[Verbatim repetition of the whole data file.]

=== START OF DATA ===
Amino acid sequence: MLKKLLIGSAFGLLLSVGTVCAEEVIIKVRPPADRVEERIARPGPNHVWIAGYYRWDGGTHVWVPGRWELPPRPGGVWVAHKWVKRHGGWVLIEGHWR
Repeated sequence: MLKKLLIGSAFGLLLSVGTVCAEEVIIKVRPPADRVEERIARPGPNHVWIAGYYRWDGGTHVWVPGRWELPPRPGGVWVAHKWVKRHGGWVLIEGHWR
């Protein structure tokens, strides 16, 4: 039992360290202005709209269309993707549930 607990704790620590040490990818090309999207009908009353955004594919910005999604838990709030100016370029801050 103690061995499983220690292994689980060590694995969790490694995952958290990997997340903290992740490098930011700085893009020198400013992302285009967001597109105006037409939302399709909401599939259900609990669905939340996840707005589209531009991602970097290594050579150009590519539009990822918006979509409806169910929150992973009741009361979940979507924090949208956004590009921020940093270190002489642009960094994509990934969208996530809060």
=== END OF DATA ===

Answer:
Amino acid sequence: MLKKLLIGSAFGLLLSVGTVCAEEVIIKVRPPADRVEERIARPGPNHVWIAGYYRWDGGTHVWVPGRWELPPRPGGVWVAHKWVKRHGGWVLIEGHWR
Repeated sequence: MLKKLLIGSAFGLLLSVGTVCAEEVIIKVRPPADRVEERIARPGPNHVWIAGYYRWDGGTHVWVPGRWELPPRPGGVWVAHKWVKRHGGWVLIEGHWR
């Protein structure tokens, strides 16, 4: 039992360290202005709209269309993707549930 607990704790620590040490990818090309999207009908009353955004594919910005999604838990709030100016370029801050 103690061995499983220690292994689980060590694995969790490694995952958290990997997340903290992740490098930011700085893009020198400013992302285009967001597109105006037409939302399709909401599939259900609990669905939340996840707005589209531009991602970097290594050579150009590519539009990822918006979509409806169910929150992973009741009361979940979507924090949208956004590009921020940093270190002489642009960094994509990934969208996530809060």